Josh Lederman & The Cambridge-Somerville All-Stars at The Plough And Stars, 6-25-16

A trip to Boston just doesn't feel complete without seeing Josh Lederman at least once. This trip I was fortunate enough to catch two of Josh's bands (and sort of all three, since his Country Pleasures duo bandmate sat in with The Cambridge-Somerville All-Stars). On the 24th I saw The Be Nice Or Leave Brass Band at Bull McCabe's in Somerville, and the next afternoon saw Josh Lederman & The Cambridge-Somerville All-Stars (or, CSARS) at The Plough And Stars. Josh Lederman & The Cambridge-Somerville All-Stars have been playing afternoon shows at The Plough And Stars for eight years now. It's crazy how time passes, right? One thing that keeps these shows fresh after all these years is the impromptu nature of the performances, due to the band's lineup being different each time. The idea is to have some of the area's best musicians sit in for a couple of sets, and so you never know just what instruments will be heard at a given show. It all depends on who shows up.

Before the show on the 25th, Josh talked about the difficulty he had in finding musicians for that week's gig. So many people were out of town, or otherwise engaged. But what resulted from that was wonderful. While sometimes the band can become quite large, at this show it was just Josh on guitar and vocals, Mark Earley on harmonica, Chris Anzalone on drums, Chris Maclachlan on bass and Emily Fine on vocals. The stand-up bass ended up having a great presence, and the harmonica worked as the main lead instrument. And then partway through the second set, we got the addition of Mark Chenevert on saxophone.

The first set included some tunes from Seven Years A-Roaming, including "55 Words," "Pretty Babe," "Windows Of Despair" and "Chere Bassette." They concluded the first set with a good cover of "Jackson," playfully having it sort of fade out at the end. After a twenty-minute break, they opened the second set with a country song, "Sweetest Waste Of Time." They did some songs that I saw The Country Pleasures do, including "Step It Up And Go" and "Cornbread, Peas And Black Molasses." They also did a couple of songs that will be included on the upcoming CD release (I can't wait for the new CD). When the saxophone was added, the band stretched out some of the songs, giving us some great and fun jams. I particularly loved the way the saxophone and harmonica worked together - such a great dynamic. The second set ended at 6:04 p.m.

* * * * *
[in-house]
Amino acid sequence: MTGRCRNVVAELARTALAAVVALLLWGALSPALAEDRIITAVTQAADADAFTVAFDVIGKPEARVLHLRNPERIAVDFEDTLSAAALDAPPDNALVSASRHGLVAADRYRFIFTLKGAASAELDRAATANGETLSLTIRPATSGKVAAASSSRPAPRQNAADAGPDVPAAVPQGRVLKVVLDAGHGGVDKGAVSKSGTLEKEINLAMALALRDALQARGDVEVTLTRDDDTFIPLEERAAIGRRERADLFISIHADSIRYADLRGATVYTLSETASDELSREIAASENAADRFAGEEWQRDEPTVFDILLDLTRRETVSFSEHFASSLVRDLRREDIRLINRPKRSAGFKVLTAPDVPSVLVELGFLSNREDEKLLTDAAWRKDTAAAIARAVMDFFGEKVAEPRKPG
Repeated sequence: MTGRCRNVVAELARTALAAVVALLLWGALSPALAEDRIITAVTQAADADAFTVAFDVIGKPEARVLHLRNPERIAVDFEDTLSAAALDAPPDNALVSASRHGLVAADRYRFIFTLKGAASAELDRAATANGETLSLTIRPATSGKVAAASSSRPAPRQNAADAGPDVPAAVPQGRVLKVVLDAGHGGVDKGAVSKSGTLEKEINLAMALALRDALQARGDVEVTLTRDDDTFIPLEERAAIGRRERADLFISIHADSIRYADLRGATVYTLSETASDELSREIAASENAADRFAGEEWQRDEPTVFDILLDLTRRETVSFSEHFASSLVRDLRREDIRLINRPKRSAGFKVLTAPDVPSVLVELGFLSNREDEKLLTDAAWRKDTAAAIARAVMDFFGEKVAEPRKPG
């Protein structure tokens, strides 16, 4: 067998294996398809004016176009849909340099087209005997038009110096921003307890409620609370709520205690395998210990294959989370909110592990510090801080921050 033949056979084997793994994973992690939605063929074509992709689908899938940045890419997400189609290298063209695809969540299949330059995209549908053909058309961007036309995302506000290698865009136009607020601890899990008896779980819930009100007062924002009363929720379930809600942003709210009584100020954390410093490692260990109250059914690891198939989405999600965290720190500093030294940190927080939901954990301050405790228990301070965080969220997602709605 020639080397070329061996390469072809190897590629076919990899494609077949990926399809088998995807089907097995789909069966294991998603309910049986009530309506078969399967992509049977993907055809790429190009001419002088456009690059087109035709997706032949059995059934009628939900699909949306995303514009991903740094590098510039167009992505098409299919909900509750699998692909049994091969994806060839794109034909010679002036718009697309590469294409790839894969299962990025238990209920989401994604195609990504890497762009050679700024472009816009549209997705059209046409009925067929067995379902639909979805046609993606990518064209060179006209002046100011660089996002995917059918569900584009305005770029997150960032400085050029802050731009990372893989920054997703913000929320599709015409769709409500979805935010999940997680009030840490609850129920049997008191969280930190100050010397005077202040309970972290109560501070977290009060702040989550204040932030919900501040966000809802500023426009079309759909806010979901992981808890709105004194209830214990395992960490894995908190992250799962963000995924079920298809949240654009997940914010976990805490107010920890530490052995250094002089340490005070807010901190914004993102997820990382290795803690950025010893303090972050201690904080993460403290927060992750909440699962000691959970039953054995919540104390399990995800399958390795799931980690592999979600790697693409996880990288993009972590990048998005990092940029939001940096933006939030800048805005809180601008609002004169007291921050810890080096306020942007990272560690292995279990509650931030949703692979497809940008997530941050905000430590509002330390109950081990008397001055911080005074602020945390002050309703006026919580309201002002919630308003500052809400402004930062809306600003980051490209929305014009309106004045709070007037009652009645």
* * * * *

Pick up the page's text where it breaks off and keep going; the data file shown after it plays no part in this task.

Here are a few photos from the show:

And, for good measure, here are a couple of photos from The Be Nice Or Leave Brass Band show the night before:

The Plough And Stars is located at 912 Massachusetts Ave. in Cambridge. Bull McCabe's is located at 366 Somerville Ave. in Somerville.

Grateful Dead Sticker, Northampton

My brother and I got to the Iron Horse Music Hall very early for The Nields concert on June 17th. So early that we had time to get a drink at a nearby bar. I forget the name of the place, but I loved it. I had a Guinness, and the bartender poured it correctly, taking his time, and even putting the shamrock in the foam. And on the wall was this Grateful Dead sticker that I had never seen before. Anyone know about this one? (By the way, even after a leisurely drink, we were still first in line for the concert, and so got the table we wanted.)

Adam Ezra Group at The Worcester Common, 6-23-16 Concert Review

The Out To Lunch concert series in Worcester, Massachusetts kicked off its seventh season with a show by Adam Ezra Group on June 23rd. The show started at 12:15 p.m., with a couple of speakers, including Councilor Kate Toomey, who said, "We're a world-class city that does things in a world-class way." Well, I don't know about that, but I certainly appreciated the live music. And it was a great day for it.

Adam Ezra Group took the stage at 12:21 p.m., opening the first set with "Come On Over," a song from the band's most recent studio release, Songs For A Movie. After "Drive," Adam mentioned the group of children dancing in front. It was a fairly large group of young kids, but they stayed within the bounds of a circle drawn in blue chalk. After the third song of the first set, city manager Ed Augustus interrupted the music to talk about a new World War II memorial and a Civil War memorial. For a moment, I worried that this was going to be the way of things for the afternoon, but he was the last politician to speak, and the band quickly got back into the music, playing "Let Your Hair Down," followed by "Takin' Off." The first set ended with a good cover of James Taylor's "Sweet Baby James," which Adam performed solo. The first set was short, and ended at 12:49 p.m. During the set break, the crowd was treated to a performance by the Imperial Lion Dance Troupe.